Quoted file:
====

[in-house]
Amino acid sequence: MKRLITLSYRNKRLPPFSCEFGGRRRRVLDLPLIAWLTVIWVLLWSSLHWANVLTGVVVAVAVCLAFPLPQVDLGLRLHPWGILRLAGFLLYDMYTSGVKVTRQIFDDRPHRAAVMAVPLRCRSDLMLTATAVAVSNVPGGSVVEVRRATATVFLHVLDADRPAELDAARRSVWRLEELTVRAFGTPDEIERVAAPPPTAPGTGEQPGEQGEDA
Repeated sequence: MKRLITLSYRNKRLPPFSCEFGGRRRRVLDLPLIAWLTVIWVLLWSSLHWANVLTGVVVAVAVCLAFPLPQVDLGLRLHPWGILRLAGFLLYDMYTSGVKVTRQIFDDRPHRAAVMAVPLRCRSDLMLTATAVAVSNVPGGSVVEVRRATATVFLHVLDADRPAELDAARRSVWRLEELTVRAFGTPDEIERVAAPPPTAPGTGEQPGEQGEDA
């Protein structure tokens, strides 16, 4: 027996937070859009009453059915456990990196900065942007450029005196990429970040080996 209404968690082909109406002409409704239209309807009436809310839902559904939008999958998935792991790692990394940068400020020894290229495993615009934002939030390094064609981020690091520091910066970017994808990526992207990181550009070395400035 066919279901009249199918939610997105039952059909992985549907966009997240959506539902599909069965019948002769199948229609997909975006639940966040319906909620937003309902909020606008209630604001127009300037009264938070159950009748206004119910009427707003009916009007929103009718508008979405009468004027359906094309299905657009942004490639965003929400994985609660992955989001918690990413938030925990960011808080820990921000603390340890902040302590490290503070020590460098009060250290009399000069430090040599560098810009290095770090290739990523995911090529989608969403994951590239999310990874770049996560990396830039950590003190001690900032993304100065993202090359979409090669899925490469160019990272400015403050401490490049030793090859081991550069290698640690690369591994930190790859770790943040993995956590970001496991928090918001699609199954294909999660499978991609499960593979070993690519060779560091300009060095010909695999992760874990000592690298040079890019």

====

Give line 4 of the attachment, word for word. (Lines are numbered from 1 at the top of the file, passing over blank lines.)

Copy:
């Protein structure tokens, strides 16, 4: 027996937070859009009453059915456990990196900065942007450029005196990429970040080996 209404968690082909109406002409409704239209309807009436809310839902559904939008999958998935792991790692990394940068400020020894290229495993615009934002939030390094064609981020690091520091910066970017994808990526992207990181550009070395400035 066919279901009249199918939610997105039952059909992985549907966009997240959506539902599909069965019948002769199948229609997909975006639940966040319906909620937003309902909020606008209630604001127009300037009264938070159950009748206004119910009427707003009916009007929103009718508008979405009468004027359906094309299905657009942004490639965003929400994985609660992955989001918690990413938030925990960011808080820990921000603390340890902040302590490290503070020590460098009060250290009399000069430090040599560098810009290095770090290739990523995911090529989608969403994951590239999310990874770049996560990396830039950590003190001690900032993304100065993202090359979409090669899925490469160019990272400015403050401490490049030793090859081991550069290698640690690369591994930190790859770790943040993995956590970001496991928090918001699609199954294909999660499978991609499960593979070993690519060779560091300009060095010909695999992760874990000592690298040079890019």